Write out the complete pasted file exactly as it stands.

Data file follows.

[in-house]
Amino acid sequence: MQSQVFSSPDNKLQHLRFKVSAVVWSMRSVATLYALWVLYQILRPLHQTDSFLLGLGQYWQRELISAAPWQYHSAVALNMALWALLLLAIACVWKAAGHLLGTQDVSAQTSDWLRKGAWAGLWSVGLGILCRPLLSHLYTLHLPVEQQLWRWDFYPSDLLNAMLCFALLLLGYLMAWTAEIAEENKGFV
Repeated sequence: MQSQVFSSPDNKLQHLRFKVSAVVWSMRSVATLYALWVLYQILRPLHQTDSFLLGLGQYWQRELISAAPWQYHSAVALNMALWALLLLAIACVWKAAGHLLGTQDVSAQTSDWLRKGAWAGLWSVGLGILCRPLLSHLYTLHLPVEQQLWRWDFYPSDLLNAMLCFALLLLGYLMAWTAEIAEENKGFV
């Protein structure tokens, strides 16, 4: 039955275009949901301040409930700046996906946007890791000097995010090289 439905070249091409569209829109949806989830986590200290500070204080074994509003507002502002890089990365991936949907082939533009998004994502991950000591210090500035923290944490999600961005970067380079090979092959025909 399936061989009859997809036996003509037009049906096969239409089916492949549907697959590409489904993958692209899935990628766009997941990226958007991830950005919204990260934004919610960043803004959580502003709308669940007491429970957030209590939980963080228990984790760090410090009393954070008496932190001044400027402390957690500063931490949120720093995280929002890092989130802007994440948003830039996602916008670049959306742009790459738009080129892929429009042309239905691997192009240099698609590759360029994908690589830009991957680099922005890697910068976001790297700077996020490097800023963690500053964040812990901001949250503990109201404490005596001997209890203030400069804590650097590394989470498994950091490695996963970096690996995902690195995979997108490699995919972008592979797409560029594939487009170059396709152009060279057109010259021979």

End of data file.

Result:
[in-house]
Amino acid sequence: MQSQVFSSPDNKLQHLRFKVSAVVWSMRSVATLYALWVLYQILRPLHQTDSFLLGLGQYWQRELISAAPWQYHSAVALNMALWALLLLAIACVWKAAGHLLGTQDVSAQTSDWLRKGAWAGLWSVGLGILCRPLLSHLYTLHLPVEQQLWRWDFYPSDLLNAMLCFALLLLGYLMAWTAEIAEENKGFV
Repeated sequence: MQSQVFSSPDNKLQHLRFKVSAVVWSMRSVATLYALWVLYQILRPLHQTDSFLLGLGQYWQRELISAAPWQYHSAVALNMALWALLLLAIACVWKAAGHLLGTQDVSAQTSDWLRKGAWAGLWSVGLGILCRPLLSHLYTLHLPVEQQLWRWDFYPSDLLNAMLCFALLLLGYLMAWTAEIAEENKGFV
């Protein structure tokens, strides 16, 4: 039955275009949901301040409930700046996906946007890791000097995010090289 439905070249091409569209829109949806989830986590200290500070204080074994509003507002502002890089990365991936949907082939533009998004994502991950000591210090500035923290944490999600961005970067380079090979092959025909 399936061989009859997809036996003509037009049906096969239409089916492949549907697959590409489904993958692209899935990628766009997941990226958007991830950005919204990260934004919610960043803004959580502003709308669940007491429970957030209590939980963080228990984790760090410090009393954070008496932190001044400027402390957690500063931490949120720093995280929002890092989130802007994440948003830039996602916008670049959306742009790459738009080129892929429009042309239905691997192009240099698609590759360029994908690589830009991957680099922005890697910068976001790297700077996020490097800023963690500053964040812990901001949250503990109201404490005596001997209890203030400069804590650097590394989470498994950091490695996963970096690996995902690195995979997108490699995919972008592979797409560029594939487009170059396709152009060279057109010259021979």